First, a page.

Governance and Intergovernmental Relations in the European Union and the United States

Governance and Intergovernmental Relations in the European Union and the United States

Theoretical Perspectives

Edited by Edoardo Ongaro, Andrew Massey, Marc Holzer and Ellen Wayenberg

This book represents a major attempt to draw together two fundamental streams of research: intergovernmental relations and multi-level governance (MLG). Combining US and European schools of thought, this timely volume outlines key areas of convergence and divergence.

Chapter 2: Intergovernmental Relations or Multi-level Governance? Transatlantic Comparisons and Reflections

Alberta M. Sbragia

Subjects: politics and public policy, public policy, regulation and governance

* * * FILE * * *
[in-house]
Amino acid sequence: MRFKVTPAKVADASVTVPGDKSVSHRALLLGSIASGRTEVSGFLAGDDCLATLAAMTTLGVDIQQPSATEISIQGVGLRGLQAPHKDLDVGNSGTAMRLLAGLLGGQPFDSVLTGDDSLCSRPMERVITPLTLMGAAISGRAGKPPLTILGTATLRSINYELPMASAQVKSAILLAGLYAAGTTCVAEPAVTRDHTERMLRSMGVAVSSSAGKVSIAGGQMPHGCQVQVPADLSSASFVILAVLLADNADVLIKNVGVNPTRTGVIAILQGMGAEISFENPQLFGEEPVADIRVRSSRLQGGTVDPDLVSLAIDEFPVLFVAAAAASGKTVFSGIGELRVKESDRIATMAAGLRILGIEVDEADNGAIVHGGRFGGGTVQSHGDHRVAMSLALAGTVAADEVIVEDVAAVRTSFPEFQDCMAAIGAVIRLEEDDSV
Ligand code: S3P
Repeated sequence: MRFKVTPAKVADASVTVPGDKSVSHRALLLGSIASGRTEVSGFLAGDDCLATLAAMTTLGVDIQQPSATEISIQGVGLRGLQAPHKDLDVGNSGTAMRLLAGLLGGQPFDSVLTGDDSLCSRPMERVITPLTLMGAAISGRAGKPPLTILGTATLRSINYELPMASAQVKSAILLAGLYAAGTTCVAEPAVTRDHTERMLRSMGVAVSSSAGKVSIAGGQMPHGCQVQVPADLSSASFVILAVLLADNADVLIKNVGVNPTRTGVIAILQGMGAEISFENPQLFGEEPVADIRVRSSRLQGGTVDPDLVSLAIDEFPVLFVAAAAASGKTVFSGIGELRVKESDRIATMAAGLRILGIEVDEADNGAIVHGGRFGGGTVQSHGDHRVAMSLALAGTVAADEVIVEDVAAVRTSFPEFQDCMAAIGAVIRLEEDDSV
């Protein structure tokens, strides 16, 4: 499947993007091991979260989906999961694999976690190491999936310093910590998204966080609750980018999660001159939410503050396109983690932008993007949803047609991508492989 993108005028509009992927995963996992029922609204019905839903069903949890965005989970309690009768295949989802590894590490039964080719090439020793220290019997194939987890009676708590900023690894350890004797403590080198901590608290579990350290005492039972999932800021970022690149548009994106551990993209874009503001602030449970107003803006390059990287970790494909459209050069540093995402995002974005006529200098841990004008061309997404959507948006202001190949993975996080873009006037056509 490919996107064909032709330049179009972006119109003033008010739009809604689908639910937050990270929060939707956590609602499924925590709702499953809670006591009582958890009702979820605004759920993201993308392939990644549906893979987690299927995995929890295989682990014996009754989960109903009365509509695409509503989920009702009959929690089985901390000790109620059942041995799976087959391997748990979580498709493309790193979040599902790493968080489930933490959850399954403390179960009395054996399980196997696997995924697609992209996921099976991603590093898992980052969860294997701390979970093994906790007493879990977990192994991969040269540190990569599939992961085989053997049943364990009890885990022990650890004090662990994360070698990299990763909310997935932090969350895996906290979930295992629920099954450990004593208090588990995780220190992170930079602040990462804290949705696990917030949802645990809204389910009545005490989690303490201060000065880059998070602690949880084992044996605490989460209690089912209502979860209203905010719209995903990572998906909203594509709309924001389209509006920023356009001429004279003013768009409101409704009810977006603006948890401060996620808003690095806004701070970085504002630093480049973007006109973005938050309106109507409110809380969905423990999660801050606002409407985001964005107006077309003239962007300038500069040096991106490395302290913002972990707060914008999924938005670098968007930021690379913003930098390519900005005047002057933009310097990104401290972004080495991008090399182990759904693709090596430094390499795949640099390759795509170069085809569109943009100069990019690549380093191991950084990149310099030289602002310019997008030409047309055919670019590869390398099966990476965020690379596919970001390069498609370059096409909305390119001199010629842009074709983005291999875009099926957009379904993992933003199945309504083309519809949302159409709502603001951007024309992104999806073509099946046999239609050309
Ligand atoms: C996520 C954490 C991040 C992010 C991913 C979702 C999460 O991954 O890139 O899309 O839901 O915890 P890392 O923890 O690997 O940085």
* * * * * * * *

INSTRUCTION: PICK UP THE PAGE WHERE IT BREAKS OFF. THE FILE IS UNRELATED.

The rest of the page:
1 Alberta M. Sbragia Are intergovernmental relations (IGR) in the US (US) and the European Union (EU) comparable? Does it make sense to try to compare such different systems? Those questions are pertinent because both the EU and the US are thought to be unique in their institutional structure. They are often viewed as sui generis and therefore, by definition, unable to be studied within a comparative perspective. In fact, there is relatively little work which puts either the EU or the US into a comparative framework, and work which explicitly compares the two is even scarcer. Not surprisingly, therefore, the study of IGR typically focuses on either the US or the EU. In this chapter, by contrast, we compare IGR in the two systems in an effort to push forward a comparative effort which may illuminate ‘taken for granted’ characteristics of the two systems. THE EUROPEAN UNION The EU, for its part, is neither a traditional state nor is it a traditional international organization. It is sui generis in that it hovers somewhere between a state and an international organization. Although the EU is very important when it comes to domestic intra-EU policy, regulatory policies in particular, it is much less powerful when it comes to external relations. Although it is powerful in the area of trade policy, it is much less relevant in many other areas of external policy. It is not, for example, a member of multilateral institutions such as the United Nations or the World Bank....

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